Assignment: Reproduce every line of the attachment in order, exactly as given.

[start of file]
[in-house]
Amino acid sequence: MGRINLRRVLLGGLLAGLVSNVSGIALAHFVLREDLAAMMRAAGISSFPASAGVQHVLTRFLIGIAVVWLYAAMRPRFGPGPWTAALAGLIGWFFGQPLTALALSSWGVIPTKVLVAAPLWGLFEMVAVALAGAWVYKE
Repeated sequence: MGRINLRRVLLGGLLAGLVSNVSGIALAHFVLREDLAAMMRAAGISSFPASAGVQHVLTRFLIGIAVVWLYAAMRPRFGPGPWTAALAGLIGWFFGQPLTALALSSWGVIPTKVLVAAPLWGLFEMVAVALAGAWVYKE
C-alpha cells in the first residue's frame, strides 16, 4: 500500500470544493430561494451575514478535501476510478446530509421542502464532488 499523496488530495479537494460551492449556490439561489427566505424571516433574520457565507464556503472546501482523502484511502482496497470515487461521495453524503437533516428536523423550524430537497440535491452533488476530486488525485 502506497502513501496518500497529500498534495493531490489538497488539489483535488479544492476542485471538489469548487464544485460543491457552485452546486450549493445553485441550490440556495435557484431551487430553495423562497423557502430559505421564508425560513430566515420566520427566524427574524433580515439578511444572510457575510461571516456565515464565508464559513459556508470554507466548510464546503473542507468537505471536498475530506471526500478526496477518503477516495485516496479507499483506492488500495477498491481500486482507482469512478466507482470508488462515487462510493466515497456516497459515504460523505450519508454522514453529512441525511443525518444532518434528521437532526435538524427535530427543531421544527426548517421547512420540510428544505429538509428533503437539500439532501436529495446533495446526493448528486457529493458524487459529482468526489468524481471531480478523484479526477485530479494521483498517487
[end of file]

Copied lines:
[in-house]
Amino acid sequence: MGRINLRRVLLGGLLAGLVSNVSGIALAHFVLREDLAAMMRAAGISSFPASAGVQHVLTRFLIGIAVVWLYAAMRPRFGPGPWTAALAGLIGWFFGQPLTALALSSWGVIPTKVLVAAPLWGLFEMVAVALAGAWVYKE
Repeated sequence: MGRINLRRVLLGGLLAGLVSNVSGIALAHFVLREDLAAMMRAAGISSFPASAGVQHVLTRFLIGIAVVWLYAAMRPRFGPGPWTAALAGLIGWFFGQPLTALALSSWGVIPTKVLVAAPLWGLFEMVAVALAGAWVYKE
C-alpha cells in the first residue's frame, strides 16, 4: 500500500470544493430561494451575514478535501476510478446530509421542502464532488 499523496488530495479537494460551492449556490439561489427566505424571516433574520457565507464556503472546501482523502484511502482496497470515487461521495453524503437533516428536523423550524430537497440535491452533488476530486488525485 502506497502513501496518500497529500498534495493531490489538497488539489483535488479544492476542485471538489469548487464544485460543491457552485452546486450549493445553485441550490440556495435557484431551487430553495423562497423557502430559505421564508425560513430566515420566520427566524427574524433580515439578511444572510457575510461571516456565515464565508464559513459556508470554507466548510464546503473542507468537505471536498475530506471526500478526496477518503477516495485516496479507499483506492488500495477498491481500486482507482469512478466507482470508488462515487462510493466515497456516497459515504460523505450519508454522514453529512441525511443525518444532518434528521437532526435538524427535530427543531421544527426548517421547512420540510428544505429538509428533503437539500439532501436529495446533495446526493448528486457529493458524487459529482468526489468524481471531480478523484479526477485530479494521483498517487